First Baptist youth researched remarkable local black history facts in 1990

Published 5:46 pm Monday, February 24, 2020

Thirty years ago, the Youth Organization of First Baptist Church on Walnut Street decided to observe Black History Month with a program on black heritage in Danville, according to a front-page news story on Feb. 25, 1990.

The 15 members of the organization, who were all girls between the ages of 9 and 15, spent three weeks researching and writing about local black history and the people who went on to become famous.

According to one of the adult leaders, Mary Hill, the girls were “really excited” about how much information they found and what they had learned, and were ready to present their program to the congregation on Sunday night. 

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According to the newspaper article, their research showed that blacks had owned newspapers, bakeries, started fraternal organizations and even had a brass band. They collected the information from old newspaper clippings, reading library books and talking with older blacks in the community.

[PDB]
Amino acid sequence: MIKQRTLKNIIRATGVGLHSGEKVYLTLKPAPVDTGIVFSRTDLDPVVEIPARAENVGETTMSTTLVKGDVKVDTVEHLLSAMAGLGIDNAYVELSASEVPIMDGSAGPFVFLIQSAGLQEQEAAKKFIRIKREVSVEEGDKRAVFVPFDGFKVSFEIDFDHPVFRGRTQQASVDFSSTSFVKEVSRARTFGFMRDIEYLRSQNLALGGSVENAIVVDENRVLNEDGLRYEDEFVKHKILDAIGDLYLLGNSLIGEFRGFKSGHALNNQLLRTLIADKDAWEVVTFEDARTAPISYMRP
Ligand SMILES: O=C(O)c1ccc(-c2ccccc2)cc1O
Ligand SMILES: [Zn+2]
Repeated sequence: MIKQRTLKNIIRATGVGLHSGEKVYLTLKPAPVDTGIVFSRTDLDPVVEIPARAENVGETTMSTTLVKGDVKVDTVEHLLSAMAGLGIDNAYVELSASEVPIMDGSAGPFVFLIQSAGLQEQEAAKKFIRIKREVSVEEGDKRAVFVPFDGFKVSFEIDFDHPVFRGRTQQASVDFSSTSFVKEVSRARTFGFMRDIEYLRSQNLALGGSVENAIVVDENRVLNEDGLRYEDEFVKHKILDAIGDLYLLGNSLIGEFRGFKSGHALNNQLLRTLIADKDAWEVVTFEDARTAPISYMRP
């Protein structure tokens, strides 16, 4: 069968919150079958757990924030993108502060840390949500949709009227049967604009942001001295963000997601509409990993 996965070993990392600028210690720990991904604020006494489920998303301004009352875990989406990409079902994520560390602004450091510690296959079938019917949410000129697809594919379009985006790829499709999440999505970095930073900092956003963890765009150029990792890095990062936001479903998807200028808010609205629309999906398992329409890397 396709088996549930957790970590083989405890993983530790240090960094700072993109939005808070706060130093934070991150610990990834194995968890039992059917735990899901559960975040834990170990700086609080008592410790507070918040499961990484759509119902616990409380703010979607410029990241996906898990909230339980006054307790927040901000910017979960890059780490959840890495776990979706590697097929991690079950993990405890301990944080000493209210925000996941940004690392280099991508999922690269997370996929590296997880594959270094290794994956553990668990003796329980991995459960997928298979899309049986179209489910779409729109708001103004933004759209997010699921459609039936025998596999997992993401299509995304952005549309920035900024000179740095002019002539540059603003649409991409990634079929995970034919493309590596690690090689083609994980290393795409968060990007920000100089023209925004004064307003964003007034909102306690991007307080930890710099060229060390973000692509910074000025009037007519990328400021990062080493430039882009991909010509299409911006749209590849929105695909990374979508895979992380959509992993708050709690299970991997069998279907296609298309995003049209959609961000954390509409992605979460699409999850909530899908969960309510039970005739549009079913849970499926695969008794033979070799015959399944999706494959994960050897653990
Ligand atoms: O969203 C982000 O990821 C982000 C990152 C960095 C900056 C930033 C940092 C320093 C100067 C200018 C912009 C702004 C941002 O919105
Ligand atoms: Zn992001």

They discovered that at least nine black doctors had practiced medicine in Danville before 1990. And the first known black person to serve in local government was the Rev. J.E. Woods, who was elected in 1907. The newspaper story said the girls learned that black people in Danville formed American Legion posts, Odd Fellows and Order of the Eastern Star. And in the 1800s, the Boyle County Colored Agricultural and Mechanical Association was formed to sponsor fairs.

“First Baptist youngsters have learned that black history is more than what is carved out on the national level by people like Martin Luther King Jr. and Malcolm X, the article read. They also learned of the local blacks who made history in Danville, such as Sam Proctor, who became the first black to vote in Danville when he went to the polls on Nov. 11, 1870; and Oscar Butler, who lived in California in 1990 and held the patent to a meter that was used in taxicabs.

Also, in 1935, Danville native Todd Duncan was the first performer in the role of Porgy and was picked by George Gershwin to star in “Porgy and Bess”

More contemporary black people featured in the program included Danville native Larnelle Harris, who was, and still is, a Grammy-winning gospel singer, and Bunny Davis, who was a member of the city commission.

Bandy Peters, who also worked on the project said she knew Davis was the first black to serve a term as mayor pro tem, and was a member of her church. But she was surprised to learn about his sports background and that he was a member of the first integrated semi-pro baseball team.

The article stated, “Sifting through over 100 years of history also showed a shift in the way black are described. Colored gave way to black. Black was the word of choice for the young women at First Baptist. ‘Colored can mean purple or anything,’ said April Walker.”